Health & Wellness

The Junk Food Alternative

11.19.11 Healthy or unhealthy food

You don’t need to make much of an effort to recognize the poor, sometimes lasting, results of unhealthy eating habits.  High blood pressure, heart disease, diabetes, arthritis, irritable bowel syndrome, and obesity are just some of the chronic conditions that can stem from a nonnutritive diet – all of which are at unprecedented levels.  Researchers say the prolific state of these conditions is in no small part due to the intake of processed foods laden with artificial ingredients, rancid oils, and processed salt and sugar.  However, there are enumerable, healthy alternative options to so-called “junk food” that’ll satisfy your cravings without the potentially negative consequences.  Cotton Candy contributor and founder of Body Structure NYC Ginnie Hill gives us a list of healthy, delectable options.

French Fries – Fried potatoes are typically fried in vegetable oils and then loaded with processed salt.  Opt for a healthier choice.  Try recipes for homemade fries where potatoes are cut; seasoned with pepper, healthy Celtic sea salt, and olive oil; and baked rather than fried.

Fried Chicken – Try dipping chicken in a mixture of eggs, a little milk, crushed corn flakes, and then bake.  The result is the crunchy texture and all the flavor of fried chicken without all the unwholesome ingredients.

Pizza – When it comes to a healthier pizza, it’s all about the ingredients.  Make small changes.  Use a thin crust.  Try a tomato base instead of a white sauce.  Choosing olives instead of anchovies can significantly reduce the calorie and sodium content.  For meat lovers, try a small portion of organic, nitrate free chicken sausage or organic, uncured turkey bacon.  There are even gluten-free crusts available for those who are sensitive or have celiac disease.

Cola – Try satisfying this carbonated and sweet combo craving with club soda or seltzer and ¼ of a cup of the fruit juice of your choice.

Potato Chips – Sometimes you just have to have something with a crunch.  Probably the best alternative to potato chips on the market is popchips, which are made using heat and air pressure, similar to popcorn.  They taste better than baked and are healthier than fried.  Like any other potato chip, it’s easy to the let quantity get out of hand, so watch the portion size.

M&M’s – Need a chocolate fix?  Try one ounce of dark chocolate with high percentage cacao (at least 70 percent).  Dark chocolate is linked to many potential health benefits including lowered blood pressure, protection from free radicals and increased serotonin levels.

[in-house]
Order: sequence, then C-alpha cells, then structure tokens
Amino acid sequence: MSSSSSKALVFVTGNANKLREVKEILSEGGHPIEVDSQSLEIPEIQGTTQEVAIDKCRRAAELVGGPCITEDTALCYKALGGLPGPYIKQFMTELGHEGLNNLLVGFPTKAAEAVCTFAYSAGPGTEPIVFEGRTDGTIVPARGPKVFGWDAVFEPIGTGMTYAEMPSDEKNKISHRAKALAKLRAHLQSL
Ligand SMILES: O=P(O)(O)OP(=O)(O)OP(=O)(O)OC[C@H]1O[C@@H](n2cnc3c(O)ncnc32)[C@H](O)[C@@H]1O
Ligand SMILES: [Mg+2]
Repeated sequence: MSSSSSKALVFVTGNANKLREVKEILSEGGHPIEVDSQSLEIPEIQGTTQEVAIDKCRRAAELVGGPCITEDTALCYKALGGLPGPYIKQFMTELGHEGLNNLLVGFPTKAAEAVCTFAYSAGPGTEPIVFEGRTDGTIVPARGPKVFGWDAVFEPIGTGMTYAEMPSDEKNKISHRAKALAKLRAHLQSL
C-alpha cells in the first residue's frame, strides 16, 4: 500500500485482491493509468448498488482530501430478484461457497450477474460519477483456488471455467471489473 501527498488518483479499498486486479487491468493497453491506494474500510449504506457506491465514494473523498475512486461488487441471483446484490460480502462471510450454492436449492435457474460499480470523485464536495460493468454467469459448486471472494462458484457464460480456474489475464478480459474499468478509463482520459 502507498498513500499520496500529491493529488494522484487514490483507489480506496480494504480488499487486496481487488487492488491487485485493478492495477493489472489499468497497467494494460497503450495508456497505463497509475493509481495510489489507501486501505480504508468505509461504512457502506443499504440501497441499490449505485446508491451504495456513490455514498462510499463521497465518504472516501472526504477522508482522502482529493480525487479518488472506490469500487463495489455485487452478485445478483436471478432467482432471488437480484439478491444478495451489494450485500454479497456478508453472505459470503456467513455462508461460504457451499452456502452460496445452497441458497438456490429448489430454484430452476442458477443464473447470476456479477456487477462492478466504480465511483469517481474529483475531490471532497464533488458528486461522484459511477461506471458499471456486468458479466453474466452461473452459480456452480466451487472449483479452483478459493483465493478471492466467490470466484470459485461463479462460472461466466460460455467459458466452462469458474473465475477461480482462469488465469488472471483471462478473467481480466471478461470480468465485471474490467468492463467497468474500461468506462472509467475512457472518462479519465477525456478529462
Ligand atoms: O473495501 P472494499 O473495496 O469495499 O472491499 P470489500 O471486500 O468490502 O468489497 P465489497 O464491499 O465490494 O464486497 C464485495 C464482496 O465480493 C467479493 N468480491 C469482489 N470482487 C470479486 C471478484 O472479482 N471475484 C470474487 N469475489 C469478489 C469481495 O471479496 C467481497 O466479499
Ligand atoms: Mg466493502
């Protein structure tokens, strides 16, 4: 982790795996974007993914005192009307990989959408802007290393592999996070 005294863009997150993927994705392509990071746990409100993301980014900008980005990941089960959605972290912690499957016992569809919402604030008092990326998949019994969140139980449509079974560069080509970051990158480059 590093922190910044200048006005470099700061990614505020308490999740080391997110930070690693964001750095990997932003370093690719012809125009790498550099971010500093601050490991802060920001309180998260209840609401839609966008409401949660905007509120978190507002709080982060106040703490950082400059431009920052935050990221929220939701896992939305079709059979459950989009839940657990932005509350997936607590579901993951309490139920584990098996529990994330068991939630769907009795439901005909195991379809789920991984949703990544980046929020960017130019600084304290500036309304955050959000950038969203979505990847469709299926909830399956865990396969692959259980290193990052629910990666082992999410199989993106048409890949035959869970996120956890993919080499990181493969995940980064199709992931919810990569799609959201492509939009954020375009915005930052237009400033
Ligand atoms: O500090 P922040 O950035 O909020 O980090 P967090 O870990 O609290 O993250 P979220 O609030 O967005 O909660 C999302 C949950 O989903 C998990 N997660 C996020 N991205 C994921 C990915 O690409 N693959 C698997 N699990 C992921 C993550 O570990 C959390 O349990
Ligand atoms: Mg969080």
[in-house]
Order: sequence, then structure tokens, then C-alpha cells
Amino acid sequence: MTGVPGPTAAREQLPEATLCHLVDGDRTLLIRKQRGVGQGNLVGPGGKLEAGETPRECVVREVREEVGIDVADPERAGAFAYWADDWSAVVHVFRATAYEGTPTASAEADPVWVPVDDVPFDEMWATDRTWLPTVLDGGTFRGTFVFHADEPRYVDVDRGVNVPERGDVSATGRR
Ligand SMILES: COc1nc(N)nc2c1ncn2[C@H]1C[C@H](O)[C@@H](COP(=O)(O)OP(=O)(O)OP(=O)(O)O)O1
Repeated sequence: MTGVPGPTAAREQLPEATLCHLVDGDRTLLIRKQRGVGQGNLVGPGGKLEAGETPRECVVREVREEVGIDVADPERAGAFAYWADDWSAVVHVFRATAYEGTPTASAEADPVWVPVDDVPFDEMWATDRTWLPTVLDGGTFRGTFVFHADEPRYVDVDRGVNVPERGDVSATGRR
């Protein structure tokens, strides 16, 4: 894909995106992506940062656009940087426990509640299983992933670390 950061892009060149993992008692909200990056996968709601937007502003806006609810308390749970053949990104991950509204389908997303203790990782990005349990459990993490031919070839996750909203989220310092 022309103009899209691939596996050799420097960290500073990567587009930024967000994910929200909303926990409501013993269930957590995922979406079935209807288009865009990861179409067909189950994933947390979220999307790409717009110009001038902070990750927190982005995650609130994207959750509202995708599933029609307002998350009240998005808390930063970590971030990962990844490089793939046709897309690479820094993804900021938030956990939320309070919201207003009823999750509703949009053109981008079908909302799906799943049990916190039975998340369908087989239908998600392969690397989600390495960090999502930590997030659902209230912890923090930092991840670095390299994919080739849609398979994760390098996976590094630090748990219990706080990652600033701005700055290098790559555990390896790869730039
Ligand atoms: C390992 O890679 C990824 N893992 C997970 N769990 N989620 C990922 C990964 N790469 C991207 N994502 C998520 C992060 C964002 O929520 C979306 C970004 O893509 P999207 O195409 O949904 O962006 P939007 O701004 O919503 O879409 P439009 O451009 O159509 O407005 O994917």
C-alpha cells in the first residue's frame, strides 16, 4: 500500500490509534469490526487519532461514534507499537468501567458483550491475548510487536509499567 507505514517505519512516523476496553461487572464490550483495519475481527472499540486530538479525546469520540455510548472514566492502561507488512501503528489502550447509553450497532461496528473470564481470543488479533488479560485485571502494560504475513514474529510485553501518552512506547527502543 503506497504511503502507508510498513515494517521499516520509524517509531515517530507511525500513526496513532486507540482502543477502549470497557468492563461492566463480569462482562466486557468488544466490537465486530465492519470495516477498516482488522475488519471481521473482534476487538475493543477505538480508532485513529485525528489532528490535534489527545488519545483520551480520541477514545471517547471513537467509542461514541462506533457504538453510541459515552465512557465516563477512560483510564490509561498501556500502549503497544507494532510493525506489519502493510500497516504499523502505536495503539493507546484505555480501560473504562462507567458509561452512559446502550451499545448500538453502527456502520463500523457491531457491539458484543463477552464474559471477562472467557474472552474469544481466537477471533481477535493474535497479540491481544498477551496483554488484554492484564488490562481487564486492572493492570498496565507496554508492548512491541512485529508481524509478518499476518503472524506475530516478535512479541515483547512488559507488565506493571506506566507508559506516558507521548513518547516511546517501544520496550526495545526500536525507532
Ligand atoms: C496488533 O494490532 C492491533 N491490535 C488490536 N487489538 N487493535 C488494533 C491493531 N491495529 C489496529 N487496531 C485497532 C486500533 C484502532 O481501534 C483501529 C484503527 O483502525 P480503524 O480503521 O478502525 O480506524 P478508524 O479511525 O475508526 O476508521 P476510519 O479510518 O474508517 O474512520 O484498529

Twinkies – Twinkies are more of a chemistry experiment than anything that resembles naturally grown food.  Sometimes the cake-like treat stimulates our sweet taste palates and evokes happy emotions.  Try a gluten-free muffin made with coconut oil, organic sugar and a spoonful of whipping cream on top.

Brownies – Brownie mixes are filled with artificial ingredients and hydrogenated oils, which have been linked to diabetes, coronary disease and obesity.  Try a simple Google search for Paleo brownies.  You’ll likely come up with homemade recipes with less sugar and natural and nutritious ingredients, including coconut milk, organic eggs, almond butter and real cocoa.

Buffalo Wings – Wings don’t have to be incredibly unhealthy.   Buy skinless wings from free-range chickens, make a homemade sauce with all of the spicy kick and not all of the sugar, and bake using a little grass-fed butter or olive oil, and then enjoy the game.

Ice Cream – Get your sweet dairy fix with Greek yogurt with a tablespoon raw organic honey and small handful of nuts.  Want indulge in a little chocolate on top?  Replace the nuts with dark chocolate chips.

Final Note: Although the above options are healthier alternatives, remember less is more.  Some of these options are processed foods and should be viewed as an occasional treat, not a dietary staple.  Sometimes addictive ingredients, such processed sugar, high fructose corn syrup, processed salt, toxic oils, and food additives and preservatives stimulate cravings.  But for most of us, these alternatives will do the trick.


Written by: Ginnie Hill

Ginnie Hill, founder of Body Structure NYC, is a certified Functional Diagnostic Nutritionist, CHEK Holistic Lifestyle Coach, Certified Personal Trainer, and CHEK Practitioner.  Hill is dedicated to developing highly individualized nutrition, exercise and wellness programs that provide ongoing support and inspiration for each client to meet the desired goals.

Cotton Candy Magazine®